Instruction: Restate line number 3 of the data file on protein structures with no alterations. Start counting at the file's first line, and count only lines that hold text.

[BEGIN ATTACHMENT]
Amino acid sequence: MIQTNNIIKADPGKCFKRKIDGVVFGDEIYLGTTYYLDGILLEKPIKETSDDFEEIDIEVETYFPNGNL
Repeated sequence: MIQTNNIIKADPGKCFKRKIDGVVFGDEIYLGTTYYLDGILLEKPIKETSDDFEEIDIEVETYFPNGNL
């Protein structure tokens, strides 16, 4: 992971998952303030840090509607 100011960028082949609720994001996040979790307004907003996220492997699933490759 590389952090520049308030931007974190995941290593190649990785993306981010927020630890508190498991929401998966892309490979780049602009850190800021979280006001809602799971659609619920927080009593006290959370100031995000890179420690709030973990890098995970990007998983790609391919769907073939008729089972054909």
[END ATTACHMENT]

């Protein structure tokens, strides 16, 4: 992971998952303030840090509607 100011960028082949609720994001996040979790307004907003996220492997699933490759 590389952090520049308030931007974190995941290593190649990785993306981010927020630890508190498991929401998966892309490979780049602009850190800021979280006001809602799971659609619920927080009593006290959370100031995000890179420690709030973990890098995970990007998983790609391919769907073939008729089972054909």